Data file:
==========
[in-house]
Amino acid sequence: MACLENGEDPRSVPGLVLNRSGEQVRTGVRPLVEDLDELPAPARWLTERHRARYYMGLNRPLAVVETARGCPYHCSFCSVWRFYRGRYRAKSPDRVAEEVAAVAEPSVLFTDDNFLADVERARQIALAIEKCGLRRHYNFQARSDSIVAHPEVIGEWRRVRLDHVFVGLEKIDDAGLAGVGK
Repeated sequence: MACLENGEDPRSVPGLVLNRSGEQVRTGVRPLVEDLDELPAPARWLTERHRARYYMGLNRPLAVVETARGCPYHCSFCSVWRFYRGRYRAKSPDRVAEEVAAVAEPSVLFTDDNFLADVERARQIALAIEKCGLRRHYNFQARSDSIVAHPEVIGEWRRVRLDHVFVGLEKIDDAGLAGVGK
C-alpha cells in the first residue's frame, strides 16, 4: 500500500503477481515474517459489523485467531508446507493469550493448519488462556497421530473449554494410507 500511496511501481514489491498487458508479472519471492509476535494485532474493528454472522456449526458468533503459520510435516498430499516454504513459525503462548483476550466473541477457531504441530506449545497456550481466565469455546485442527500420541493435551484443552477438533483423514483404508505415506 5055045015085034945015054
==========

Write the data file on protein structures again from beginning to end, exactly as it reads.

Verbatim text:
[in-house]
Amino acid sequence: MACLENGEDPRSVPGLVLNRSGEQVRTGVRPLVEDLDELPAPARWLTERHRARYYMGLNRPLAVVETARGCPYHCSFCSVWRFYRGRYRAKSPDRVAEEVAAVAEPSVLFTDDNFLADVERARQIALAIEKCGLRRHYNFQARSDSIVAHPEVIGEWRRVRLDHVFVGLEKIDDAGLAGVGK
Repeated sequence: MACLENGEDPRSVPGLVLNRSGEQVRTGVRPLVEDLDELPAPARWLTERHRARYYMGLNRPLAVVETARGCPYHCSFCSVWRFYRGRYRAKSPDRVAEEVAAVAEPSVLFTDDNFLADVERARQIALAIEKCGLRRHYNFQARSDSIVAHPEVIGEWRRVRLDHVFVGLEKIDDAGLAGVGK
C-alpha cells in the first residue's frame, strides 16, 4: 500500500503477481515474517459489523485467531508446507493469550493448519488462556497421530473449554494410507 500511496511501481514489491498487458508479472519471492509476535494485532474493528454472522456449526458468533503459520510435516498430499516454504513459525503462548483476550466473541477457531504441530506449545497456550481466565469455546485442527500420541493435551484443552477438533483423514483404508505415506 5055045015085034945015054